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  1. #21
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    Yep there are potential negative effects of c-section to read up on; including not receiving the benefit of mum's vaginal flora to help build a healthy gut, and there are higher incidences of respiratory problems in c-sec babies. Lots of progressive info out there if you have a google.
    Also, if you are only 32 weeks, how can your doctor be sure the cord will still be around bub's neck in approx 2 months time? Will you have further scans to confirm it?
    Probably good to talk to an Ob as pps have suggested - a general practitioner really does not get much training whatsoever in pregnancy or birth.
    Good luck, OP.

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    Default Cord around baby neck

    Borntobe, on the contrary, shared care gp's have done extra training in obs. That plus the training in obs that we do get in med school, equals probably similar ob knowledge to a midwife.

    However, I do agree that the op should wait and see what the ob at the hospital says. Two of my kids were born with cords around the neck and they were delivered naturally with no issues.

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    Read the GP bit/missed the shared care bit. Thanks for clarifying.

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    Default Cord around baby neck

    I guess the thing is, that the vast majority of us don't get a scan after 20 weeks. So we would have no idea if the cord was around the neck until it was born. I think that if it was actually a big risk for natural delivery they would be getting all of us to have late scans to check. Do you know what I mean?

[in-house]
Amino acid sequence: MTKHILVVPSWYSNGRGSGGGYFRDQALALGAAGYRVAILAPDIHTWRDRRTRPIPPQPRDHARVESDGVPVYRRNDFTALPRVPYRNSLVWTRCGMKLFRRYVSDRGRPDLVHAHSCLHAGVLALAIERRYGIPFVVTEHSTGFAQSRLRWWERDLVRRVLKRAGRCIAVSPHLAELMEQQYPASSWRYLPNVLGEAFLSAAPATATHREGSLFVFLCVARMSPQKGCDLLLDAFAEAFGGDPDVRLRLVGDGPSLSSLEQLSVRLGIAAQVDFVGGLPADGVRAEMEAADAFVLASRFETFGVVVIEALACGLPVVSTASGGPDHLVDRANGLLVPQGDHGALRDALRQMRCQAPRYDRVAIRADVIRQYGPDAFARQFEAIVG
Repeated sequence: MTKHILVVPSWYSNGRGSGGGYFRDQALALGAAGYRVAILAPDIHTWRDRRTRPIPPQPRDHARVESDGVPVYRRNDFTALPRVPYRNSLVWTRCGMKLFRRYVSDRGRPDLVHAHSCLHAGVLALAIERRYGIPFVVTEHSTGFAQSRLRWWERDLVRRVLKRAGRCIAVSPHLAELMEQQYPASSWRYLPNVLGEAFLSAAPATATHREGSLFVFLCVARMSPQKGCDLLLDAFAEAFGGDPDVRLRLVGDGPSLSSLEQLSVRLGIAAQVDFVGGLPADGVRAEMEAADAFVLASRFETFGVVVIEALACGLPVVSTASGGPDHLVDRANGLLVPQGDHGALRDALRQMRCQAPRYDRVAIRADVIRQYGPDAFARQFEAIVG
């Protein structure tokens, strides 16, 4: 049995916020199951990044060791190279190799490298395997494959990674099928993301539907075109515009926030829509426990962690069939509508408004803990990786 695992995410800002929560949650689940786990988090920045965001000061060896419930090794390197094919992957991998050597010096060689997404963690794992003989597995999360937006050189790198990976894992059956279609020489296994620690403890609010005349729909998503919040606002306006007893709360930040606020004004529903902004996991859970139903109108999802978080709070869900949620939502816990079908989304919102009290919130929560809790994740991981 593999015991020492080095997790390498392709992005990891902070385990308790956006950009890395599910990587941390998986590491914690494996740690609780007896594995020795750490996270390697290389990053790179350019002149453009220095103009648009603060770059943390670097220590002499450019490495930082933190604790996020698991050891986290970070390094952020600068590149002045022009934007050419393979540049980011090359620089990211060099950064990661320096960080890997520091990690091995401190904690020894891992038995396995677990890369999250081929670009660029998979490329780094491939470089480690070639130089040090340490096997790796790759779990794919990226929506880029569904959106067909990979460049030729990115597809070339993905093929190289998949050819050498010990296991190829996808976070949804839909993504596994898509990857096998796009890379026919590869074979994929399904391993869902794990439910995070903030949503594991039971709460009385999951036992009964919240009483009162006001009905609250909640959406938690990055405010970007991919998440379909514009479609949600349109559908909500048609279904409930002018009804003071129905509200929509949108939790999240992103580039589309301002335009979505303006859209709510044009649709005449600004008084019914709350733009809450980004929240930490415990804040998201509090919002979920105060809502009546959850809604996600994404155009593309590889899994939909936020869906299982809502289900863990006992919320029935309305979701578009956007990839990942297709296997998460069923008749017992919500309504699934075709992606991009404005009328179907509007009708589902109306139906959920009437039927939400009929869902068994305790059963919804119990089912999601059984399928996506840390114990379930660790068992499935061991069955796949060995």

5. #25
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    headoverfeet is offline The truth will set you free, but first it will **** you off. -Gloria Steinem
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    Sorry I didn't realize this was an IVF thread my apologies. I've re-found this site today thanks to helpful friend which is about Nuchal Cords. This part is particularly interesting as it explains how it is not usually an issue unless you have a particularly short cord..

    "During labour a nuchal cord does not cause a problem. The baby is not ‘held up’ by the cord because the whole package – fundus (top of the uterus), placenta and cord are all moving down together. The uterus ‘shrinks’ down (contracts) moving the baby downwards, along with their attached placenta and cord. It is not until the baby’s head moves into the vagina that a few extra centimetres of additional length are required (see ‘birth’ below). However, when a c-section is done for ‘fetal distress’ or ‘lack of progress’ during labour, the presence of a nuchal cord is often used as the reason… “ah ha, look – your baby was stressed because the cord was around his neck” or “…the cord was stopping her from moving down”. The cord is unlikely to have had anything to do with the stress or lack of progress. Most likely other interventions carried out during labour led to the end scenario (eg. the use of syntocinon and/or ‘failure to wait’)."

    http://midwifethinking.com/2010/07/29/nuchal-cords/

    Here is also a link to the mother friendly organisations cesarean fact sheet which lists the risks of a cesarean. http://www.motherfriendly.org/Resour...bruary2010.pdf
    Last edited by headoverfeet; 14-12-2012 at 18:15.

  6. #26
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    Quote Originally Posted by ciaomamma View Post
    Seriously... Csection is not the end of the world, if that's what you want/have been told to do then you'll be just fine! Sure recovery is a little longer and you'll have the scar but I had a csection and we were fine, breastfeeding without issues baby is healthy and well rounded.
    A cesarean section is major abdominal surgery. Yes it is an increasingly common occurance but beyond 10-15% it does nothing to improve maternal and fetal outcomes. Our currant rate is around 32% a previous poster mentioned a few risks of a cesarean and you can read more risks in the link I posted above. I totally agree each woman should be able to choose for herself which way to go but it is important to make an informed choice.

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    Default Cord around baby neck

    ...
    Last edited by MummaOJ; 14-12-2012 at 18:44.


 

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